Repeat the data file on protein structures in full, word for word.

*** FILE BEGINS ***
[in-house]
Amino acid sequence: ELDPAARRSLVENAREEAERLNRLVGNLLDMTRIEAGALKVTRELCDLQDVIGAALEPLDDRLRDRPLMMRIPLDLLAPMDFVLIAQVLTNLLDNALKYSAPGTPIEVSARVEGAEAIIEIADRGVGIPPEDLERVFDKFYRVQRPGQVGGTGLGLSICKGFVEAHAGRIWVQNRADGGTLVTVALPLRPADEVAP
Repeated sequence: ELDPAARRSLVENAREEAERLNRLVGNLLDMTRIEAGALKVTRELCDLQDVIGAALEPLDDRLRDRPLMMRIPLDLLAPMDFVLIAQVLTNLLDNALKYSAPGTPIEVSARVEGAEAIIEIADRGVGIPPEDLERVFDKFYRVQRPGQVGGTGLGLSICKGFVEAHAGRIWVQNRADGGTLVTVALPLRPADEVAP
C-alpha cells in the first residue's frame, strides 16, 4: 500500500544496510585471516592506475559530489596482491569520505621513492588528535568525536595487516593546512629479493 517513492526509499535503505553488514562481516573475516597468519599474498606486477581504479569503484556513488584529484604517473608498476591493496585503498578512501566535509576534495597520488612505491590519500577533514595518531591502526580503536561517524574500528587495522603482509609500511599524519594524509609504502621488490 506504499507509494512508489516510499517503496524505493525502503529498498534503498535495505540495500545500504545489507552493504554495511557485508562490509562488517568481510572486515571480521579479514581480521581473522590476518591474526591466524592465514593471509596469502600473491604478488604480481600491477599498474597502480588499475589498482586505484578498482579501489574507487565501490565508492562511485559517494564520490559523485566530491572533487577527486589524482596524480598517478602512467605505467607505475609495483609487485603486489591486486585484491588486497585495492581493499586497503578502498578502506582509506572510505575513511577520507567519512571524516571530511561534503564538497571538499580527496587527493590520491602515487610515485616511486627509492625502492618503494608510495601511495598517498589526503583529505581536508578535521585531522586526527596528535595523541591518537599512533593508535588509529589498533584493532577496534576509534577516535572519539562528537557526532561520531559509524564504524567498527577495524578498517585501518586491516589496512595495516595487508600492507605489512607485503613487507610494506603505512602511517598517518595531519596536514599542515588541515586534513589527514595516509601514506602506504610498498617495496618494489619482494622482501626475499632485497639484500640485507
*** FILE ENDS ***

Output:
[in-house]
Amino acid sequence: ELDPAARRSLVENAREEAERLNRLVGNLLDMTRIEAGALKVTRELCDLQDVIGAALEPLDDRLRDRPLMMRIPLDLLAPMDFVLIAQVLTNLLDNALKYSAPGTPIEVSARVEGAEAIIEIADRGVGIPPEDLERVFDKFYRVQRPGQVGGTGLGLSICKGFVEAHAGRIWVQNRADGGTLVTVALPLRPADEVAP
Repeated sequence: ELDPAARRSLVENAREEAERLNRLVGNLLDMTRIEAGALKVTRELCDLQDVIGAALEPLDDRLRDRPLMMRIPLDLLAPMDFVLIAQVLTNLLDNALKYSAPGTPIEVSARVEGAEAIIEIADRGVGIPPEDLERVFDKFYRVQRPGQVGGTGLGLSICKGFVEAHAGRIWVQNRADGGTLVTVALPLRPADEVAP
C-alpha cells in the first residue's frame, strides 16, 4: 500500500544496510585471516592506475559530489596482491569520505621513492588528535568525536595487516593546512629479493 517513492526509499535503505553488514562481516573475516597468519599474498606486477581504479569503484556513488584529484604517473608498476591493496585503498578512501566535509576534495597520488612505491590519500577533514595518531591502526580503536561517524574500528587495522603482509609500511599524519594524509609504502621488490 506504499507509494512508489516510499517503496524505493525502503529498498534503498535495505540495500545500504545489507552493504554495511557485508562490509562488517568481510572486515571480521579479514581480521581473522590476518591474526591466524592465514593471509596469502600473491604478488604480481600491477599498474597502480588499475589498482586505484578498482579501489574507487565501490565508492562511485559517494564520490559523485566530491572533487577527486589524482596524480598517478602512467605505467607505475609495483609487485603486489591486486585484491588486497585495492581493499586497503578502498578502506582509506572510505575513511577520507567519512571524516571530511561534503564538497571538499580527496587527493590520491602515487610515485616511486627509492625502492618503494608510495601511495598517498589526503583529505581536508578535521585531522586526527596528535595523541591518537599512533593508535588509529589498533584493532577496534576509534577516535572519539562528537557526532561520531559509524564504524567498527577495524578498517585501518586491516589496512595495516595487508600492507605489512607485503613487507610494506603505512602511517598517518595531519596536514599542515588541515586534513589527514595516509601514506602506504610498498617495496618494489619482494622482501626475499632485497639484500640485507